The mixing time of the Markov chain induced by a policy limits performance in real-world continual learning scenarios. Yet, the effect of mixing times on learning in continual reinforcement learning (RL) remains underexplored. In this paper, we characterize problems that are of long-term interest to the development of continual RL, which we call scalable MDPs, through the lens of mixing times. In particular, we establish that scalable MDPs have mixing times that scale polynomially with the size of the problem. We go on to demonstrate that polynomial mixing times present significant difficulties for existing approaches and propose a family of model-based algorithms that speed up learning by directly optimizing for the average reward through a novel bootstrapping procedure. Finally, we perform empirical regret analysis of our proposed approaches, demonstrating clear improvements over baselines and also how scalable MDPs can be used for analysis of RL algorithms as mixing times scale.
Recurrent neural networks (RNNs) have been successfully applied to a variety of problems involving sequential data, but their optimization is sensitive to parameter initialization, architecture, and optimizer hyperparameters. Considering RNNs as dynamical systems, a natural way to capture stability, i.e., the growth and decay over long iterates, are the Lyapunov Exponents (LEs), which form the Lyapunov spectrum. The LEs have a bearing on stability of RNN training dynamics because forward propagation of information is related to the backward propagation of error gradients. LEs measure the asymptotic rates of expansion and contraction of nonlinear system trajectories, and generalize stability analysis to the time-varying attractors structuring the non-autonomous dynamics of data-driven RNNs. As a tool to understand and exploit stability of training dynamics, the Lyapunov spectrum fills an existing gap between prescriptive mathematical approaches of limited scope and computationally-expensive empirical approaches. To leverage this tool, we implement an efficient way to compute LEs for RNNs during training, discuss the aspects specific to standard RNN architectures driven by typical sequential datasets, and show that the Lyapunov spectrum can serve as a robust readout of training stability across hyperparameters. With this exposition-oriented contribution, we hope to draw attention to this understudied, but theoretically grounded tool for understanding training stability in RNNs.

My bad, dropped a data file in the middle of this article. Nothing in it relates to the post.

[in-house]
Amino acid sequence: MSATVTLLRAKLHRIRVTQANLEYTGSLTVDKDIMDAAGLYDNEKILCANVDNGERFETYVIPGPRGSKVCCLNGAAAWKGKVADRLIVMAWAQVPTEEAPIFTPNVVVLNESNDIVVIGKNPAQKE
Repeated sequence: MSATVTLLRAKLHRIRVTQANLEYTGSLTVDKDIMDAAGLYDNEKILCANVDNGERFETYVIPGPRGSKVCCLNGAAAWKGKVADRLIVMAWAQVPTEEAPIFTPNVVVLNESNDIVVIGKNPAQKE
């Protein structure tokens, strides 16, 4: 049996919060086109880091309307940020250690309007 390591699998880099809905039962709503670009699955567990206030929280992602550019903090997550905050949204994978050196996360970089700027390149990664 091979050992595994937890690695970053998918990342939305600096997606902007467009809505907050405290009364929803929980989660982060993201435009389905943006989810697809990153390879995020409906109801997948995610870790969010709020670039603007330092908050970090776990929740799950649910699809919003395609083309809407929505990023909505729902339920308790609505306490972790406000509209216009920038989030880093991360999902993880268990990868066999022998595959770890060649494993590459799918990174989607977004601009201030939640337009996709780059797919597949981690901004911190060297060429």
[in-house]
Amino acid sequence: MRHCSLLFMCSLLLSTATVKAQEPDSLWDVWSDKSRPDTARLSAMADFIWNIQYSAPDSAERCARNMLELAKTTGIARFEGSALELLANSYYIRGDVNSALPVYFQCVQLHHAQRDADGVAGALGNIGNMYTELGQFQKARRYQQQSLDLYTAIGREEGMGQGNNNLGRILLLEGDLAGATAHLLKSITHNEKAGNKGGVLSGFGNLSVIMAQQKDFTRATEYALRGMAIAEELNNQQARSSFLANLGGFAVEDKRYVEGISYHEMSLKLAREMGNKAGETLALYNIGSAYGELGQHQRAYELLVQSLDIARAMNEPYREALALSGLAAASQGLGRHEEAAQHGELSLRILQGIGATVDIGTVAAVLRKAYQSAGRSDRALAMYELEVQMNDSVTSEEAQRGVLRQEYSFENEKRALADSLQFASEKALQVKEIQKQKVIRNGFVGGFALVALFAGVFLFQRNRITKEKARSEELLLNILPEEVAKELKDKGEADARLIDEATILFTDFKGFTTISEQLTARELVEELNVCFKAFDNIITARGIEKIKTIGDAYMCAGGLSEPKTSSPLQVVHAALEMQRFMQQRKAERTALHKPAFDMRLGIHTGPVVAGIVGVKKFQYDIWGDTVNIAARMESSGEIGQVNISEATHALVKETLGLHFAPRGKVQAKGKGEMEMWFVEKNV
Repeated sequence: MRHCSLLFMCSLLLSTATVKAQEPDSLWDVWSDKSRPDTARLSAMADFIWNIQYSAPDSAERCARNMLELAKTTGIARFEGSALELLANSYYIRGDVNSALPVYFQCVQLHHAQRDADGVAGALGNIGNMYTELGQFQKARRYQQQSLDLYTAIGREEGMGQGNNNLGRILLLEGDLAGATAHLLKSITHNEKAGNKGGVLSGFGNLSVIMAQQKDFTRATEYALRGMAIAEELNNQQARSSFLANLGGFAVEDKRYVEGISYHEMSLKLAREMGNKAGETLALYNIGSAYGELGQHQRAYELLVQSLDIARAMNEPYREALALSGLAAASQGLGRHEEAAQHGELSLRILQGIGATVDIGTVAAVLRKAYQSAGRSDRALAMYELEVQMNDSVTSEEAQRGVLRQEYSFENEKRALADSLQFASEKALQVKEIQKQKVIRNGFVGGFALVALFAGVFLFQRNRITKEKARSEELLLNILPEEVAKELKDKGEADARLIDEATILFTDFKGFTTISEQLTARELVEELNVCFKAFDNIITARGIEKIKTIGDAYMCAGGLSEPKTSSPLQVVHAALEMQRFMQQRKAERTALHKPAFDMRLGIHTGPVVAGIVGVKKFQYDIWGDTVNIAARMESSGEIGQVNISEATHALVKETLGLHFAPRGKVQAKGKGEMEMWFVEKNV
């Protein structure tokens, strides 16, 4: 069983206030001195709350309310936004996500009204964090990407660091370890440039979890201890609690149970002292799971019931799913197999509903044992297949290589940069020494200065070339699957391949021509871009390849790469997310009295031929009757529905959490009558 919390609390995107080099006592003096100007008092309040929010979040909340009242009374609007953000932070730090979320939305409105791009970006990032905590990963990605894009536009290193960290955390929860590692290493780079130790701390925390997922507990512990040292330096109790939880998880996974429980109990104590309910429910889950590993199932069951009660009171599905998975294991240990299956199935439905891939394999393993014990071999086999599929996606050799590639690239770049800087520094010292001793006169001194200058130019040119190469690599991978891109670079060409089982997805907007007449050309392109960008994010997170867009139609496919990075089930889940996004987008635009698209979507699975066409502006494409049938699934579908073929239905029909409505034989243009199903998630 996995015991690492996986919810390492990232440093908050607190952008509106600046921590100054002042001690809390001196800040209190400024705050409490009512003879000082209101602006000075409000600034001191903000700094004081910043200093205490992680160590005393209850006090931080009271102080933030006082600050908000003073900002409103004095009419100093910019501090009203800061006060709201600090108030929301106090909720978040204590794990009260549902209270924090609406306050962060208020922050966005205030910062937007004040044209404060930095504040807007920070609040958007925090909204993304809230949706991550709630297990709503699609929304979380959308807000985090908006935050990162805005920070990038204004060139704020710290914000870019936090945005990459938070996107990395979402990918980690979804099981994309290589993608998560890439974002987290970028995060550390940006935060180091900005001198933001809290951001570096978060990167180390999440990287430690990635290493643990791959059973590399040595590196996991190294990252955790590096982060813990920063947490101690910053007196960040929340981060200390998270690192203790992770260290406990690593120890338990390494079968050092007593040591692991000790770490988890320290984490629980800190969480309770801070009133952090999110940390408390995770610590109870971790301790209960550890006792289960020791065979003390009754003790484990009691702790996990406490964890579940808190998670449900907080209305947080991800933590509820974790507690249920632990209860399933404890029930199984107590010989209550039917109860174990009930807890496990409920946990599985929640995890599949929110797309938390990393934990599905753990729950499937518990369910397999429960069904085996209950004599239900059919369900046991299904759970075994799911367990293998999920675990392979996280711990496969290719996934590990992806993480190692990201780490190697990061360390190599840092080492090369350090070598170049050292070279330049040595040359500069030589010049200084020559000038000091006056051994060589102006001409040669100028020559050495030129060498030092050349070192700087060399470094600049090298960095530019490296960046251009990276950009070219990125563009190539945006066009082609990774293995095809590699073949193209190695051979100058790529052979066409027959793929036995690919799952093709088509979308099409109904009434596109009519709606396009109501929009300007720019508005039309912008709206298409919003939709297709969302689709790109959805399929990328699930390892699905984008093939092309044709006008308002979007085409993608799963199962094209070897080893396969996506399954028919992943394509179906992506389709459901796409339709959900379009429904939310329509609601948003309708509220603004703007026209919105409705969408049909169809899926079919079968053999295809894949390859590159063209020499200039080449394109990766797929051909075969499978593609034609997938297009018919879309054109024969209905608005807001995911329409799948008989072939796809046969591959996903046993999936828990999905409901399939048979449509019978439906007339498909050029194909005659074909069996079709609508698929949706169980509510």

A recent strategy to circumvent the exploding and vanishing gradient problem in RNNs, and to allow the stable propagation of signals over long time scales, is to constrain recurrent connectivity matrices to be orthogonal or unitary. This ensures eigenvalues with unit norm and thus stable dynamics and training. However this comes at the cost of reduced expressivity due to the limited variety of orthogonal transformations. We propose a novel connectivity structure based on the Schur decomposition and a splitting of the Schur form into normal and non-normal parts. This allows to parametrize matrices with unit-norm eigenspectra without orthogonality constraints on eigenbases. The resulting architecture ensures access to a larger space of spectrally constrained matrices, of which orthogonal matrices are a subset. This crucial difference retains the stability advantages and training speed of orthogonal RNNs while enhancing expressivity, especially on tasks that require computations over ongoing input sequences.